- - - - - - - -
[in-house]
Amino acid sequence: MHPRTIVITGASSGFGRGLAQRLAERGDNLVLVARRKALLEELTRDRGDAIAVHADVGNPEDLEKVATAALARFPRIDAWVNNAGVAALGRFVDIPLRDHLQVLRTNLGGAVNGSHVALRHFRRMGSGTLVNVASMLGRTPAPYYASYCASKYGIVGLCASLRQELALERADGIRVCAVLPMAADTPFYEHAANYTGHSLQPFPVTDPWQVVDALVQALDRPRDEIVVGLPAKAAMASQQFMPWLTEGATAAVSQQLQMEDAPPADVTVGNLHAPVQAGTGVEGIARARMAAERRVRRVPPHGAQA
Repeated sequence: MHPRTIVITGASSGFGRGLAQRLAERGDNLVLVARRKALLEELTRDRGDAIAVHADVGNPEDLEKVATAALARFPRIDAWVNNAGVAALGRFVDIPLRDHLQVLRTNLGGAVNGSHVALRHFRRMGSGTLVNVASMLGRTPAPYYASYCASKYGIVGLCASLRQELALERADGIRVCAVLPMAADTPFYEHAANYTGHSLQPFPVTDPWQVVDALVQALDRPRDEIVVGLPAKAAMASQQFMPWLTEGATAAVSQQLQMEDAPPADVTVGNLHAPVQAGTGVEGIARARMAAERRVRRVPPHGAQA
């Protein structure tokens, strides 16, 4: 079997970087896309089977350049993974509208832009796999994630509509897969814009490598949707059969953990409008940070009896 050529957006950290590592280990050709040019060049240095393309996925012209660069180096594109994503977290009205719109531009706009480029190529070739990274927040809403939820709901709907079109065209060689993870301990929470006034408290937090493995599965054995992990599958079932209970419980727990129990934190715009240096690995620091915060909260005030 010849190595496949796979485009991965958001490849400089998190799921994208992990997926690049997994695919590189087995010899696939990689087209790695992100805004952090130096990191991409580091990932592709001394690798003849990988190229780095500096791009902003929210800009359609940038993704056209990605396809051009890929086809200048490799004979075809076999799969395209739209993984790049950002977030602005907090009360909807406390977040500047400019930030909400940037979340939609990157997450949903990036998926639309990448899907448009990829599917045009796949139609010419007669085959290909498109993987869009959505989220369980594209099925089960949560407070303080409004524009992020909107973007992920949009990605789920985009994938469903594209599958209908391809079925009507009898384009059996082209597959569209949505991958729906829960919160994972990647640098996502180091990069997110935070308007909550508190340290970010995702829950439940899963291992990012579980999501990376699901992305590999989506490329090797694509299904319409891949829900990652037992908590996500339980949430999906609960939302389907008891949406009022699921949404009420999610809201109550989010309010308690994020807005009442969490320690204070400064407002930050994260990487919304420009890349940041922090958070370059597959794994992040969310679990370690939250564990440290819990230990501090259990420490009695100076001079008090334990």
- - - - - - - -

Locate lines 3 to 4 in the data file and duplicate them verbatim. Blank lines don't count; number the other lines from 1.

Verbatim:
Repeated sequence: MHPRTIVITGASSGFGRGLAQRLAERGDNLVLVARRKALLEELTRDRGDAIAVHADVGNPEDLEKVATAALARFPRIDAWVNNAGVAALGRFVDIPLRDHLQVLRTNLGGAVNGSHVALRHFRRMGSGTLVNVASMLGRTPAPYYASYCASKYGIVGLCASLRQELALERADGIRVCAVLPMAADTPFYEHAANYTGHSLQPFPVTDPWQVVDALVQALDRPRDEIVVGLPAKAAMASQQFMPWLTEGATAAVSQQLQMEDAPPADVTVGNLHAPVQAGTGVEGIARARMAAERRVRRVPPHGAQA
């Protein structure tokens, strides 16, 4: 079997970087896309089977350049993974509208832009796999994630509509897969814009490598949707059969953990409008940070009896 050529957006950290590592280990050709040019060049240095393309996925012209660069180096594109994503977290009205719109531009706009480029190529070739990274927040809403939820709901709907079109065209060689993870301990929470006034408290937090493995599965054995992990599958079932209970419980727990129990934190715009240096690995620091915060909260005030 010849190595496949796979485009991965958001490849400089998190799921994208992990997926690049997994695919590189087995010899696939990689087209790695992100805004952090130096990191991409580091990932592709001394690798003849990988190229780095500096791009902003929210800009359609940038993704056209990605396809051009890929086809200048490799004979075809076999799969395209739209993984790049950002977030602005907090009360909807406390977040500047400019930030909400940037979340939609990157997450949903990036998926639309990448899907448009990829599917045009796949139609010419007669085959290909498109993987869009959505989220369980594209099925089960949560407070303080409004524009992020909107973007992920949009990605789920985009994938469903594209599958209908391809079925009507009898384009059996082209597959569209949505991958729906829960919160994972990647640098996502180091990069997110935070308007909550508190340290970010995702829950439940899963291992990012579980999501990376699901992305590999989506490329090797694509299904319409891949829900990652037992908590996500339980949430999906609960939302389907008891949406009022699921949404009420999610809201109550989010309010308690994020807005009442969490320690204070400064407002930050994260990487919304420009890349940041922090958070370059597959794994992040969310679990370690939250564990440290819990230990501090259990420490009695100076001079008090334990």